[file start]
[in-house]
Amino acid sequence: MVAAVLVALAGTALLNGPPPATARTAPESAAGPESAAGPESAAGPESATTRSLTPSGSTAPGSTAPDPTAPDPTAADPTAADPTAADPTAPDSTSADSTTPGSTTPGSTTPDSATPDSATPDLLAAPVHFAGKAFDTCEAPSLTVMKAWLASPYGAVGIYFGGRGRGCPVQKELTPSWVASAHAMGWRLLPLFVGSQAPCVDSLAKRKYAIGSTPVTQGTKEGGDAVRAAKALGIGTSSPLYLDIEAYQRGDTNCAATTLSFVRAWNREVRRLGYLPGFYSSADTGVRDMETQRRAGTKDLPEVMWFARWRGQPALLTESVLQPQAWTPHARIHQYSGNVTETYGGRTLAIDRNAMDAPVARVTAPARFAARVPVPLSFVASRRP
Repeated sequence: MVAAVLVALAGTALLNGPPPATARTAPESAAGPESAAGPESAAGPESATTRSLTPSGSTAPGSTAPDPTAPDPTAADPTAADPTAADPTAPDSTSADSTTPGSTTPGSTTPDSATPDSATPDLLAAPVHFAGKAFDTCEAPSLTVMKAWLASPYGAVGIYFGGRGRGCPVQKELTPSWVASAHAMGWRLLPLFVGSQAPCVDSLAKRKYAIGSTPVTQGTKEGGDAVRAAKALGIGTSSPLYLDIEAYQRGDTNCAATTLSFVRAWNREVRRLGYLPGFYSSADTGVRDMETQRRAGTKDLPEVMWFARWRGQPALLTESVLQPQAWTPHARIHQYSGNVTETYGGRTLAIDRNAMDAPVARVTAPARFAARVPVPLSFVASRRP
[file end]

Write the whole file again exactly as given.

[in-house]
Amino acid sequence: MVAAVLVALAGTALLNGPPPATARTAPESAAGPESAAGPESAAGPESATTRSLTPSGSTAPGSTAPDPTAPDPTAADPTAADPTAADPTAPDSTSADSTTPGSTTPGSTTPDSATPDSATPDLLAAPVHFAGKAFDTCEAPSLTVMKAWLASPYGAVGIYFGGRGRGCPVQKELTPSWVASAHAMGWRLLPLFVGSQAPCVDSLAKRKYAIGSTPVTQGTKEGGDAVRAAKALGIGTSSPLYLDIEAYQRGDTNCAATTLSFVRAWNREVRRLGYLPGFYSSADTGVRDMETQRRAGTKDLPEVMWFARWRGQPALLTESVLQPQAWTPHARIHQYSGNVTETYGGRTLAIDRNAMDAPVARVTAPARFAARVPVPLSFVASRRP
Repeated sequence: MVAAVLVALAGTALLNGPPPATARTAPESAAGPESAAGPESAAGPESATTRSLTPSGSTAPGSTAPDPTAPDPTAADPTAADPTAADPTAPDSTSADSTTPGSTTPGSTTPDSATPDSATPDLLAAPVHFAGKAFDTCEAPSLTVMKAWLASPYGAVGIYFGGRGRGCPVQKELTPSWVASAHAMGWRLLPLFVGSQAPCVDSLAKRKYAIGSTPVTQGTKEGGDAVRAAKALGIGTSSPLYLDIEAYQRGDTNCAATTLSFVRAWNREVRRLGYLPGFYSSADTGVRDMETQRRAGTKDLPEVMWFARWRGQPALLTESVLQPQAWTPHARIHQYSGNVTETYGGRTLAIDRNAMDAPVARVTAPARFAARVPVPLSFVASRRP